In the pages that follow you'll see the houses I've designed and built. You'll hear what journalists, architects, poets and homeowners have to say about them. You will also find out more about me, and, through my essays on architecture, the related ideas that my building design work has inspired.
But first I have a few questions for you ...
How is it that redwood forests evoke the same sense of sanctity as do the great cathedrals of Europe? Why does the vastness of deserts make us aware of time? How is it that we feel welcome in one room, but look for the door in another?
In other words, how do the environments we inhabit, both natural and built, influence our internal landscape?
The shape and dimensions of space, the play of light through it, the colors and textures of the materials that form it, when taken together have a subtle but profound effect on how we feel, on our sense of ourselves in the world. Nowhere is this more true than in our own homes.
This understanding presents an opportunity to decode the effects of space on the human spirit, to become fluent in its language, and through inspired design, to sing the songs of that language that will bring us closer to health, wholeness, and grace.
My home designs of late have been experiments in this field, and the results have been very exciting. Check out these projects for yourself, and/or read on to find out how I developed my unique approach to building design.
...I stumbled upon an important truth about architecture through my work as a builder years ago. It all started in a back yard in Berkeley, California. I had been hired to add a small free-standing garage-like structure at the back of a two story craftsman home. It was to be used to store gardening tools. I had poured the concrete slab, erected three of the four walls and sheathed them in gypsum panels. Over head there were only the bare roof rafters, widely spaced and pointing upward toward the sky beyond.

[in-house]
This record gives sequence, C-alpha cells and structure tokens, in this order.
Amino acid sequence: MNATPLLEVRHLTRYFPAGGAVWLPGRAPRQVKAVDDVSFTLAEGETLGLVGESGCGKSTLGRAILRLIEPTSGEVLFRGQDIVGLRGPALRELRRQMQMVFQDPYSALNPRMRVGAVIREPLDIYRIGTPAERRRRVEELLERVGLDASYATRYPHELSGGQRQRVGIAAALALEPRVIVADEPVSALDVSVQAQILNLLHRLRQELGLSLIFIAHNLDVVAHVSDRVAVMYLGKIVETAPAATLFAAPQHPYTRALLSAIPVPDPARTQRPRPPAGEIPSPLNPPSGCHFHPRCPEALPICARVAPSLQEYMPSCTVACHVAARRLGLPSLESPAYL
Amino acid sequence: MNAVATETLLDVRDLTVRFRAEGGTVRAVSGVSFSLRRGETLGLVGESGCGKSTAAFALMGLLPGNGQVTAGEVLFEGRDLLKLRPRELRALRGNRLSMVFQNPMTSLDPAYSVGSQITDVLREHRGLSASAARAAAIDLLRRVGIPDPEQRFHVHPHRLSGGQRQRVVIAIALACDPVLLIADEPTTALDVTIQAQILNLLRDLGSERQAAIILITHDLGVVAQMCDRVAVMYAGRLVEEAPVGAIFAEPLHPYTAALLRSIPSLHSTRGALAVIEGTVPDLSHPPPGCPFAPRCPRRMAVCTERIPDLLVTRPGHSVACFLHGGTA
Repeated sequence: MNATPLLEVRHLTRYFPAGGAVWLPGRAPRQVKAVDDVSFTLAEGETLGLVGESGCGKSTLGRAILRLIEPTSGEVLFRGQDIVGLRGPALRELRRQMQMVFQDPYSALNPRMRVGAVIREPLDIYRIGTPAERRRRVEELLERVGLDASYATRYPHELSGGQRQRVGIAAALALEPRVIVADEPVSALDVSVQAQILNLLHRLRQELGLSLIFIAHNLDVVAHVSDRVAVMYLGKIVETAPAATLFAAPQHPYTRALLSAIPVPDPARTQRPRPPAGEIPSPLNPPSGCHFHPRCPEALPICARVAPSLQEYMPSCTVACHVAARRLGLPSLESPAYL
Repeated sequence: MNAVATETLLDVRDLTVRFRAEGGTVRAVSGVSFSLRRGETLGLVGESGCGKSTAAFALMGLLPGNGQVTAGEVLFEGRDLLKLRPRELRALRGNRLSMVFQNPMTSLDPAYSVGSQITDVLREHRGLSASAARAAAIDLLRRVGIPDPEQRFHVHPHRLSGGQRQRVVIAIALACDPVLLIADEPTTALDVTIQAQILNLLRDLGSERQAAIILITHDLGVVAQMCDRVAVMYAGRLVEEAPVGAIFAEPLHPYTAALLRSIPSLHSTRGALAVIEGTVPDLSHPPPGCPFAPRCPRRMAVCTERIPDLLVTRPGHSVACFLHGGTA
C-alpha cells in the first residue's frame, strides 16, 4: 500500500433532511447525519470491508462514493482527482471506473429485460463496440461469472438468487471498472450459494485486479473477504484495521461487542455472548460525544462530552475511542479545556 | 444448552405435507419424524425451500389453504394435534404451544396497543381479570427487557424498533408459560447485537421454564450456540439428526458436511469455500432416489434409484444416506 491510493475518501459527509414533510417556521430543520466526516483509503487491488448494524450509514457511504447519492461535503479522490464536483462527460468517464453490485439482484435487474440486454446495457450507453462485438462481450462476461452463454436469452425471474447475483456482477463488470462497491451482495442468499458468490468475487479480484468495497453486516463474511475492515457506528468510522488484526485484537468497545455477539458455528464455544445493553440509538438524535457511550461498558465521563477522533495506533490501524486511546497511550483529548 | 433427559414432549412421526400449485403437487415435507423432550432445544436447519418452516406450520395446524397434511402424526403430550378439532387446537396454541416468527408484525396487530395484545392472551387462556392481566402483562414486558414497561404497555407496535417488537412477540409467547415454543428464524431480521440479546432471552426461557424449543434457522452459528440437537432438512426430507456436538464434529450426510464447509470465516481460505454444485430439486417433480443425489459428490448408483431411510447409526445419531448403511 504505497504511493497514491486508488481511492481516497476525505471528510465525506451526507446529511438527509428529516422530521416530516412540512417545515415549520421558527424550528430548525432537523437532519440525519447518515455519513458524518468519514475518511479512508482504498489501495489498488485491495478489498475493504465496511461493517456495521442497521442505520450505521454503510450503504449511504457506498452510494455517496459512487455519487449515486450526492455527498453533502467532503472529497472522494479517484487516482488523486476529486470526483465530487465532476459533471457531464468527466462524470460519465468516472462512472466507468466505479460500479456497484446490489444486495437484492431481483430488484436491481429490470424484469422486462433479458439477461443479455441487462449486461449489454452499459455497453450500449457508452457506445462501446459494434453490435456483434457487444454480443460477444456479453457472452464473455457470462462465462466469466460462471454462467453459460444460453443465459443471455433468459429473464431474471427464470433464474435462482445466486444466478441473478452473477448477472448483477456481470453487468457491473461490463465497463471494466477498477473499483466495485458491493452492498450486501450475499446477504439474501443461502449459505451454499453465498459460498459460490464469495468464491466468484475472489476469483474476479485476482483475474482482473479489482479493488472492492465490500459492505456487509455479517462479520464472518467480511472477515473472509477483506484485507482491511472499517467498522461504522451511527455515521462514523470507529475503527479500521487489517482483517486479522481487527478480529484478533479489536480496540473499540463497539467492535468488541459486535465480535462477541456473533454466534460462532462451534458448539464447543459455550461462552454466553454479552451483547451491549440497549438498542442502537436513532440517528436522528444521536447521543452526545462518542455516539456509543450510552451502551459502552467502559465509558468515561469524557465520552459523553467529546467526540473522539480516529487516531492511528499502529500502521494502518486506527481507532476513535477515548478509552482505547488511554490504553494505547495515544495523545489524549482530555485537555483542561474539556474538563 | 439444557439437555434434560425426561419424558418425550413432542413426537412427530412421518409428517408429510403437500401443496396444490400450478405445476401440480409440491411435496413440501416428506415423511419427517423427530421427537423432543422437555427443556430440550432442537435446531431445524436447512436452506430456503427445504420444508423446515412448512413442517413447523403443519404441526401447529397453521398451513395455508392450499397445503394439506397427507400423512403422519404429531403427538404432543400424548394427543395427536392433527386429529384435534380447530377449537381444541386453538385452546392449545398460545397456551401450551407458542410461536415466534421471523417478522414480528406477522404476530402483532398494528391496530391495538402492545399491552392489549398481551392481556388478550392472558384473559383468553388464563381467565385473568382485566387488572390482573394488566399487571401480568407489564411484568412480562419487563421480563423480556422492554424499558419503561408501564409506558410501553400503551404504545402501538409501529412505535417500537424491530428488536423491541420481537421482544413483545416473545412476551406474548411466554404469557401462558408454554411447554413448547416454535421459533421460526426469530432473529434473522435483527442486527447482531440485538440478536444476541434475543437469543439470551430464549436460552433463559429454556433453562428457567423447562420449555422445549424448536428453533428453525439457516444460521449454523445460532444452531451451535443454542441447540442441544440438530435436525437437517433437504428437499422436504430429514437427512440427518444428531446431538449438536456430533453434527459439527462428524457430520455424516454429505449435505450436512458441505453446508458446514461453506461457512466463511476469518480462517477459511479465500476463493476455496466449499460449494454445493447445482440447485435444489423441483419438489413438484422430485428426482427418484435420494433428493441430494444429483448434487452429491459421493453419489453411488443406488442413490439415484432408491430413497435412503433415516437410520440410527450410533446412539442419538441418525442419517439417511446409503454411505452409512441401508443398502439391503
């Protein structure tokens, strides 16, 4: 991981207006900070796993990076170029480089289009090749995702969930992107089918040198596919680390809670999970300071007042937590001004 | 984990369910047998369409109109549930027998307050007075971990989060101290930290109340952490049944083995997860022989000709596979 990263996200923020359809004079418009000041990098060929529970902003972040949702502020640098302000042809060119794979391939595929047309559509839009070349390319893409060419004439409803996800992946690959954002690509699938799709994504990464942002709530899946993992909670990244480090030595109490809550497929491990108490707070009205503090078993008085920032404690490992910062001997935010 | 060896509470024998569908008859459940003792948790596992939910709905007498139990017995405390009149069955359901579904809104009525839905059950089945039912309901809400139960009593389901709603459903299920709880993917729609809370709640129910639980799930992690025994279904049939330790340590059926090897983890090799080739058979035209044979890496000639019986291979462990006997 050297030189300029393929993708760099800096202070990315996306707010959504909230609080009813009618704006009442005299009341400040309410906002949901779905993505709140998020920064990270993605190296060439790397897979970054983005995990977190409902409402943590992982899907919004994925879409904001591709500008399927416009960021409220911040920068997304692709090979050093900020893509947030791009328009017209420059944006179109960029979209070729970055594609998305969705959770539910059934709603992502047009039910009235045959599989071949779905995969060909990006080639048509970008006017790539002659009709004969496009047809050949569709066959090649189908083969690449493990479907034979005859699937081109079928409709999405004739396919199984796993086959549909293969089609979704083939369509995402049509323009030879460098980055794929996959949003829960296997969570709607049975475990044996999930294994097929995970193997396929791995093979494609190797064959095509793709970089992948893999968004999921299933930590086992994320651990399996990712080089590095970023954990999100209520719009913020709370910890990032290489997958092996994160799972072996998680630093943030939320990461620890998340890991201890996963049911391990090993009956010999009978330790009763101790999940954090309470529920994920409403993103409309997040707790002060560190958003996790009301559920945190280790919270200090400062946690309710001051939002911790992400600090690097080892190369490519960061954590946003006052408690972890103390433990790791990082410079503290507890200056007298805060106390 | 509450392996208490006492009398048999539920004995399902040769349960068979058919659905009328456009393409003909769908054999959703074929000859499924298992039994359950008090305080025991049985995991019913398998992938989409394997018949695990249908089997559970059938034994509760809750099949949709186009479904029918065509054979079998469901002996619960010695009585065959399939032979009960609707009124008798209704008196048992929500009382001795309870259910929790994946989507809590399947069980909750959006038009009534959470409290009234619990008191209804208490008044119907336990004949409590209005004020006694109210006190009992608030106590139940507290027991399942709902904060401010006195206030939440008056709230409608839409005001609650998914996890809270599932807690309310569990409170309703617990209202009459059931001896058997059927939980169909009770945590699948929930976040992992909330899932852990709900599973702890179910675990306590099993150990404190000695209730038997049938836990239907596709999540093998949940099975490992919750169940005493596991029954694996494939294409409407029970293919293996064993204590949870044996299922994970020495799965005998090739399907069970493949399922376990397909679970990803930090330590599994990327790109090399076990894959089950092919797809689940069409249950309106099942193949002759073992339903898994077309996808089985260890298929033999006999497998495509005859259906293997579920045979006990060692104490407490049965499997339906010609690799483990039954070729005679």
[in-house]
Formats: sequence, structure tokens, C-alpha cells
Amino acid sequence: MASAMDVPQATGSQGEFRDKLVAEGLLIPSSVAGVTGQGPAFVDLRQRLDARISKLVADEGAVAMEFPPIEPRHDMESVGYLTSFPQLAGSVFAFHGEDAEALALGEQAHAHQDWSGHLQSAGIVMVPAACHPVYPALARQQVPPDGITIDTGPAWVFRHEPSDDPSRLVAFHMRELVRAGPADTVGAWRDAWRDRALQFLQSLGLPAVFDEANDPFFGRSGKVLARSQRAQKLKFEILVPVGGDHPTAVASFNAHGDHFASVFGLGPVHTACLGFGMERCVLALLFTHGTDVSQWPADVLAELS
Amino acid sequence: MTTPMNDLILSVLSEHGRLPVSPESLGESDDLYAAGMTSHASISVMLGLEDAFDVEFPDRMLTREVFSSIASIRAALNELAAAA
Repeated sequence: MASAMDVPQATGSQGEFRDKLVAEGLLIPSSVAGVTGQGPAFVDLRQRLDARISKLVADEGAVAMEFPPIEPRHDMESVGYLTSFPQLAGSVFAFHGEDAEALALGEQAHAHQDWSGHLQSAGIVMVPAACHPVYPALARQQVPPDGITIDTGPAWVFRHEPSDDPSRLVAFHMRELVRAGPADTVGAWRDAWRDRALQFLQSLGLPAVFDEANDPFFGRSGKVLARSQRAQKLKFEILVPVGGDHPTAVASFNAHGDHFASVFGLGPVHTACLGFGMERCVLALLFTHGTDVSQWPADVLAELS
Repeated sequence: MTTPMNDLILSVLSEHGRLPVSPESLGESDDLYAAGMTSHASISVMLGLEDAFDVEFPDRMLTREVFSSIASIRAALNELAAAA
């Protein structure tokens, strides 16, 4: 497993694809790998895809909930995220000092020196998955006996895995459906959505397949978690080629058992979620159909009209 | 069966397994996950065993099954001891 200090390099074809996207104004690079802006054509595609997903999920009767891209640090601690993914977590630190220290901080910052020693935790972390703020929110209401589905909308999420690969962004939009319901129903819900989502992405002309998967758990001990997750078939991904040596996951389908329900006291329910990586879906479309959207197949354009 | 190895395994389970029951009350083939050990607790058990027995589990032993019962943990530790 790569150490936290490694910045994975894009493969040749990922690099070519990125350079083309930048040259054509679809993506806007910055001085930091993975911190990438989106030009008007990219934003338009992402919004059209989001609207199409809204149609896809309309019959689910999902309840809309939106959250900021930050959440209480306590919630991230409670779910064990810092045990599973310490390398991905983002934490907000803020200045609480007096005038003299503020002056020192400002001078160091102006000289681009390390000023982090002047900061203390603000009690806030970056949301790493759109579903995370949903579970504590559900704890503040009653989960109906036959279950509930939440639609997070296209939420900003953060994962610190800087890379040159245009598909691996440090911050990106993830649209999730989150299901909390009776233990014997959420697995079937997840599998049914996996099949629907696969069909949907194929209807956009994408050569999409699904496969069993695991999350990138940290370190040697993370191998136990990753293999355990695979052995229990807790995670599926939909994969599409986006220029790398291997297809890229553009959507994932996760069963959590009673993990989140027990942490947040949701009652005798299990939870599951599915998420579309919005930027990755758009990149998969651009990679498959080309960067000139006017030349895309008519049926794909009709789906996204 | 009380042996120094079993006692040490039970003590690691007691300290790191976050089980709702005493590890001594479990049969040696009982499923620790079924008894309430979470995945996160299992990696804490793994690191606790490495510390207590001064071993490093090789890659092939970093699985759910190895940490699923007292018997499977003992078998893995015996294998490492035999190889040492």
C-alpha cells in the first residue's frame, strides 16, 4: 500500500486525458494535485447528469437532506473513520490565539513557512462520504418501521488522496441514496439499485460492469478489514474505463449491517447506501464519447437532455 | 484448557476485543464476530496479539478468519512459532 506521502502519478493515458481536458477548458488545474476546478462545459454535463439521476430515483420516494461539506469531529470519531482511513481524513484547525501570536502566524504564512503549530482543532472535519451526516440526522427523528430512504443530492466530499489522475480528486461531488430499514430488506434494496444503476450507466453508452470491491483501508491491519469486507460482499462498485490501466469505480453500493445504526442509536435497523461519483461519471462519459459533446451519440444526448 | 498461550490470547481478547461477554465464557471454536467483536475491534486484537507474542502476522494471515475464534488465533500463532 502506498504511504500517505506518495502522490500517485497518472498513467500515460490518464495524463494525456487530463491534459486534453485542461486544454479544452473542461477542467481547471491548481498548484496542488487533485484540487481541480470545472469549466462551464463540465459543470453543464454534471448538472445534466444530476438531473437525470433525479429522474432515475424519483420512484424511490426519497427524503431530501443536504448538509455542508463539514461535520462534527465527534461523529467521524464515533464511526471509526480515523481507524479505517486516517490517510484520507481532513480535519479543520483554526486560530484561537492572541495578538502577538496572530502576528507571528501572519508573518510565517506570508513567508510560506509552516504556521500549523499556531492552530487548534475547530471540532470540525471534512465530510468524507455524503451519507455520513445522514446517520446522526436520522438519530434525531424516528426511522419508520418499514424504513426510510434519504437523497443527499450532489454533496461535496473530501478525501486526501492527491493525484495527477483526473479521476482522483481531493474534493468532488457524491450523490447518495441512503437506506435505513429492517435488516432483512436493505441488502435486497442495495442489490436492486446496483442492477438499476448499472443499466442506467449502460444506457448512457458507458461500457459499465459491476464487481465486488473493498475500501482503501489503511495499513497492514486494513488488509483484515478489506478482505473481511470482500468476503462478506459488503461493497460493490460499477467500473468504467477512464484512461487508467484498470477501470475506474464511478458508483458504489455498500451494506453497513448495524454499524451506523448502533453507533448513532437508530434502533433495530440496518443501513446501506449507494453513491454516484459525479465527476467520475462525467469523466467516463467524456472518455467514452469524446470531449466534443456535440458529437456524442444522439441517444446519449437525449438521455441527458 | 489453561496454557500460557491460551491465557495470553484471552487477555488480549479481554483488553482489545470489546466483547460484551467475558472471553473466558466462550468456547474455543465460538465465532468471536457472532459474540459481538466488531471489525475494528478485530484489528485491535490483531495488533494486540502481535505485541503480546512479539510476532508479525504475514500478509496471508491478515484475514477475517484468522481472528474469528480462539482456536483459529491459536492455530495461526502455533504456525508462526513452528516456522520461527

I was working alone and stopped for lunch, taking a cross-legged seat in the middle of the concrete floor facing the end wall with my back to the opening. As I reached for my sandwich I was overtaken by a profound sense of serenity, timelessness, and well-being bordering on the religious. It was a most unusual sensation and I struggled to understand what was happening. Here's what I came up with:
Being closed in on three sides made me feel cloistered and safe, while having no wall behind kept me from feeling trapped. The walls around me were at just the right distance to reflect back my inner state to me, and so augment it. Any closer and I would have felt crowded. Any further and my sense of self and place would have dissipated. It felt very personal, as if the space was full of me and nothing else, so that by experiencing the space around me I was experiencing my own inner state.
It was noon and the light was streaming straight down from above filling the space with a bright, soft light diffused through its reflection off the irregular surfaces of the grey concrete floor and gypsum walls. The light seemed to fill up the space like vapor would and added to the feeling of floating in something beneficent. The rafters above called my attention up, and the overall effect was one of goodness falling from above, filling me up with a feeling akin to love and then raising me to a higher place as it returned skyward.
It hit me that this was what communing with God through prayer was supposed to feel like. Incredibly, my lunch break had been turned into something profound by virtue of the lucky combination of variables in the construction of the shed. I stepped out of the space. The feeling subsided. I stepped back into the space. The feeling returned. I went and got my client and had her sit where I had sat with no explanation. She felt something very similar, and agreed to stop the project while considering my suggestion to give up on it as a tool shed and keep it as a meditation retreat.
The experience stayed with me, and I started paying closer attention to the places and spaces I found myself in, while planning to make a more serious study of the effect when the opportunity arose.
Ten years later I had my chance with a series of houses that I designed and built for resale in the Oakland and Berkeley hills. If you'd like to follow the adventure further, click on this projects link.
P O Box 1060
Point Reyes Station, CA 94956
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